Pictured: Some of the wagons pulled by a "20 Mule Team" in the late 1800s that would carry processed borax from mines to the nearest railroad spur.


—From the Editors of E/The Environmental Magazine

Dear EarthTalk: I’ve heard so much about using Borax for green housecleaning. But if this mineral has to be mined, doesn’t that negate some of its “greenness?”—Elsa, Lincoln, Nebraska

Mining for minerals such as boron (the key ingredient in the Borax we use for cleaning, pest control, and other household tasks) is an activity that typically leaves behind a big environmental footprint. Mining degrades the local landscape and destroys wildlife habitat, while polluting both air and water. It also usually consumes large amounts of water, which can be taxing in already arid regions, such as the Mojave Desert, one of two regions of the world (along with parts of Turkey) with large boron deposits.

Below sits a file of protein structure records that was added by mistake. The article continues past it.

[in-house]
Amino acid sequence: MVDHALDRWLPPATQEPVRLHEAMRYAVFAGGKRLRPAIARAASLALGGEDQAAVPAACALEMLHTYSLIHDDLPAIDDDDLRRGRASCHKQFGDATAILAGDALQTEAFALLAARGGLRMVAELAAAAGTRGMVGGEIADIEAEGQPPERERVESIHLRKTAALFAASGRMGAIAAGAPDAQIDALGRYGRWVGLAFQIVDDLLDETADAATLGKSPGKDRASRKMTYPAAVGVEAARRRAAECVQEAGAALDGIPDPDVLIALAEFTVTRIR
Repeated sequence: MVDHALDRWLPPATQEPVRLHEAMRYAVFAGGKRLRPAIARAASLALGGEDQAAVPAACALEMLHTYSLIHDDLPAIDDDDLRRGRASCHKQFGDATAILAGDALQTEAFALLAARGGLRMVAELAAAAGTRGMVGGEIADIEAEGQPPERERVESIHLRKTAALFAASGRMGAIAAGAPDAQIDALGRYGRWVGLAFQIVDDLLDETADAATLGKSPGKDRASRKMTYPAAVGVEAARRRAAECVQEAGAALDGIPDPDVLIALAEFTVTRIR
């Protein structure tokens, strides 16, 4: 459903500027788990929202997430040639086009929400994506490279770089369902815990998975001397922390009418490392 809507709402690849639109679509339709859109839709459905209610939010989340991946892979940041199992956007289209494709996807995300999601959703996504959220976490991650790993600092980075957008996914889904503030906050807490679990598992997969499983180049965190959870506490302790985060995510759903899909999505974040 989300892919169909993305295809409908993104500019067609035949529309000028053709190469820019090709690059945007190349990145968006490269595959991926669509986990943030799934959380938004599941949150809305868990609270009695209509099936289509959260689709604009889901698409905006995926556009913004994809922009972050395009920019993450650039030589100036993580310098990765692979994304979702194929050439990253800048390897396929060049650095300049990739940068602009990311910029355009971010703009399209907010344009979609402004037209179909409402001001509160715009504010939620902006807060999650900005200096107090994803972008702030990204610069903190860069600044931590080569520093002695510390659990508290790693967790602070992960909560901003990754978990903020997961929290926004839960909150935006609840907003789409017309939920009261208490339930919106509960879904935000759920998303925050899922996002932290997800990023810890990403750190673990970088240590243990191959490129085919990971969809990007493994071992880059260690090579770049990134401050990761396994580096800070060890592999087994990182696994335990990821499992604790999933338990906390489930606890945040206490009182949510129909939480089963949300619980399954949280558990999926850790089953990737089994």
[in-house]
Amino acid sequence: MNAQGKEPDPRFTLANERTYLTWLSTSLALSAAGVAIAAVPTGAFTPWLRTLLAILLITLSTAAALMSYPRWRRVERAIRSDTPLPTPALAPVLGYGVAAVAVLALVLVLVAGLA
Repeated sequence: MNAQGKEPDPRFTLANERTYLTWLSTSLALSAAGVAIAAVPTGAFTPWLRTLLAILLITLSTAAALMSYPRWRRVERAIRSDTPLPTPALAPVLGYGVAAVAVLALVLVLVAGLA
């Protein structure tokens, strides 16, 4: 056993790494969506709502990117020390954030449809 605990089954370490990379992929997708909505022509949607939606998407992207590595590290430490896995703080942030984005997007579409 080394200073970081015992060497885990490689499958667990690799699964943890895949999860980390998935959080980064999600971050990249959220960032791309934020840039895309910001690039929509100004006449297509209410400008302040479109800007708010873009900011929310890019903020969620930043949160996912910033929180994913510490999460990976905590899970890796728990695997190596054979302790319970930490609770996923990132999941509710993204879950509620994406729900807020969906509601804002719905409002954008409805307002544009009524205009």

Typically, boron is extracted in open-pit mines by drilling, blasting, crushing, and hauling—all activities fueled by petrochemicals. The refining process then uses a significant amount of water. Finally, the waste product—known in the industry as “tailings”—is deposited in man-made ponds where further refining is done before the water is then discharged into the local watershed.

The mining industry has long been criticized as an environmental baddie, but the leading company that mines Borax, Rio Tinto, has actually been given high marks for environmental stewardship. Jared Diamond’s 2005 book Collapse: How Societies Choose to Fail or Succeed called the British mining giant the exception in its industry. Due to “a strongly supportive CEO and British stockholders,” he wrote, the company moved forward with the 2002 environmental recommendations of the mining industry’s Mining Minerals and Sustainable Development project that were for the most part ignored by the rest of the industry. “Rio Tinto foresaw business advantages to being seen as an industry leader in social responsibility,” said Diamond. “Its Borax mine in Death Valley, California is now perhaps the most cleanly operated mine in the U.S.”